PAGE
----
At best, dealing with the anger you feel when dealing with childhood trauma is difficult. The drama that happens while coping with anger is intense and, at first, justified. After all, what happened to you was horrific, and you have a reason to be angry because your life has been deeply affected.

 

You can do some things to help you cope with the anger you are feeling after trauma.

 

  • Allow yourself to feel angry. Find a safe place with a supportive person and allow yourself to cry, feel, and think about what happened to you.
  • Recognize your feelings other than anger. Feelings of being overwhelmed and sadness are often masked as irritability or anger. It is vital to identify and work through the trauma you experienced and may require the aid of a therapist.
  • Do not ignore how you are feeling. Suppressing your anger causes them to emerge in other less desirable ways. You may externalize anger toward others or turn it inward, where it becomes depression. Allow yourself to experience anger before it escalates to aggression against yourself or others.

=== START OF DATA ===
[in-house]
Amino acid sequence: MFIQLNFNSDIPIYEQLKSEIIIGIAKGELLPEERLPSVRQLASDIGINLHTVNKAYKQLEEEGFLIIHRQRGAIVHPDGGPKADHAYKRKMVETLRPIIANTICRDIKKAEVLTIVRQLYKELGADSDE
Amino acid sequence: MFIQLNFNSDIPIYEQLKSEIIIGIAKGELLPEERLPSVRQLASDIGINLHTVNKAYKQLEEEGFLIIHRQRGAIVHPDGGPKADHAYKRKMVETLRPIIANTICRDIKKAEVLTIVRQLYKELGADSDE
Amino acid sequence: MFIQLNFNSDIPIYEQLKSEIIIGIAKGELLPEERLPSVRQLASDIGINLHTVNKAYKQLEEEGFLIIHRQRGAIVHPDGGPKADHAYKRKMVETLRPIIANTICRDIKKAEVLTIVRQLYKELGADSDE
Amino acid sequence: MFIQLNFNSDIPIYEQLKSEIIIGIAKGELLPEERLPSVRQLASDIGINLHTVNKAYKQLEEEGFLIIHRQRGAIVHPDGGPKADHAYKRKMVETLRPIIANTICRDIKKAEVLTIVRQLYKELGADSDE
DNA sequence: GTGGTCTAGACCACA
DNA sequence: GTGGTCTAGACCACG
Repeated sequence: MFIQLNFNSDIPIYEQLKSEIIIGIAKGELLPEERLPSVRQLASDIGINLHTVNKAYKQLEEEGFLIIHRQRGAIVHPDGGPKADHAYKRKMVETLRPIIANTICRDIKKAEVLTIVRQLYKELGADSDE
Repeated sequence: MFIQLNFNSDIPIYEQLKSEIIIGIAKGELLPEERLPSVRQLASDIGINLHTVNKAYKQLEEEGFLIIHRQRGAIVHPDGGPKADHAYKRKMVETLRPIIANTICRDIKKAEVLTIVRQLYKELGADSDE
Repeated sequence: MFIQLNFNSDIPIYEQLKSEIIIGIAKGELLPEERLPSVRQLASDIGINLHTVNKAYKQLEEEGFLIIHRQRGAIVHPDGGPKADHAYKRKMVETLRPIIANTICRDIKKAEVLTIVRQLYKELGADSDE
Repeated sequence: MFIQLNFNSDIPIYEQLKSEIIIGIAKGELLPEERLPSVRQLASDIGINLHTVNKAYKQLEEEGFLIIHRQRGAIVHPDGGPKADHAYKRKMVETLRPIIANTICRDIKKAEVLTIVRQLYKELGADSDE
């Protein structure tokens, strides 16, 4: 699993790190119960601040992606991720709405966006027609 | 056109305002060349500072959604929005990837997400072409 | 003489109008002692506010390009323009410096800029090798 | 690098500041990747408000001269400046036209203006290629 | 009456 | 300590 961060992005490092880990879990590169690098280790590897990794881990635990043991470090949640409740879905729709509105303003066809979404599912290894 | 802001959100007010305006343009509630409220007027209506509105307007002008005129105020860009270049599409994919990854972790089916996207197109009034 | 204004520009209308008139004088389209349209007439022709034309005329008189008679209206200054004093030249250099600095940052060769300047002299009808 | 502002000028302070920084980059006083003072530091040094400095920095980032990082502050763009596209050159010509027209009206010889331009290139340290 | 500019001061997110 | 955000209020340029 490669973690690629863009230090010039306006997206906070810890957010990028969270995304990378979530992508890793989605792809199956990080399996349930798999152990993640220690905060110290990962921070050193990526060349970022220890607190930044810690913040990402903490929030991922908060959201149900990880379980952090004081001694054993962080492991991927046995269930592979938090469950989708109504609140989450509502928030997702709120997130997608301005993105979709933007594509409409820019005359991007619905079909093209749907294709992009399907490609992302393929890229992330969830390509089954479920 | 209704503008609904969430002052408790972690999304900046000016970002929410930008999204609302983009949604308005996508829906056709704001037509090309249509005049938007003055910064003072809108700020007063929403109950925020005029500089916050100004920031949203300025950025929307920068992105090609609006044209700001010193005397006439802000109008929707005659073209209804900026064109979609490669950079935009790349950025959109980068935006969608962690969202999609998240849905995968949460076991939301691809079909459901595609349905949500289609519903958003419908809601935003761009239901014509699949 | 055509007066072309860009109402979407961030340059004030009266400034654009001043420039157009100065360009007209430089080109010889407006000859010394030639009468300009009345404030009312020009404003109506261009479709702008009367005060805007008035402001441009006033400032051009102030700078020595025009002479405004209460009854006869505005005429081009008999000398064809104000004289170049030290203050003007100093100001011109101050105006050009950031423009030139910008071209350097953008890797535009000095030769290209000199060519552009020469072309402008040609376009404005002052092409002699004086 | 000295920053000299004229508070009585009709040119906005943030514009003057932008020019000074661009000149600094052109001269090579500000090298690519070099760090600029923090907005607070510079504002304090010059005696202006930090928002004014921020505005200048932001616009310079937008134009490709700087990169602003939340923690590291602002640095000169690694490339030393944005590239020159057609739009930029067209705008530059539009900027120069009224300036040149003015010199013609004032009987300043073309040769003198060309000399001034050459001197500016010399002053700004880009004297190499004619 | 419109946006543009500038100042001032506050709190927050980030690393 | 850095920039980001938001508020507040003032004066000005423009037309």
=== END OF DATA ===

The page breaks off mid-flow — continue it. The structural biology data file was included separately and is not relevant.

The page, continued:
• Find ways to express how you are feeling. If you cannot verbalize your feelings, try using art, poetry, or other outlets to express your anger.

 

Once anger is safely expressed, you will find that you can accept what happened to you as a child. Note, I did not say you would like or accept the behaviors of those who harmed you; I meant that the abuse of long ago will begin to return to the past where it belongs and not hamper you in your today.

 

Ending Our Time Together

 

Anger and grief are normal and natural emotions to feel after childhood trauma. You feel anger for what happened to you and grief for the childhood you were not allowed to have.

 

Don’t forget that during the healing process, you must take good care of yourself by permitting yourself to weep. Your tears are a vital tool for healing as they will wash away the remnants of the past, allowing you to move into a better future.

 

Attachment to the Perpetrator

Growing and Fostering a Resilient Brain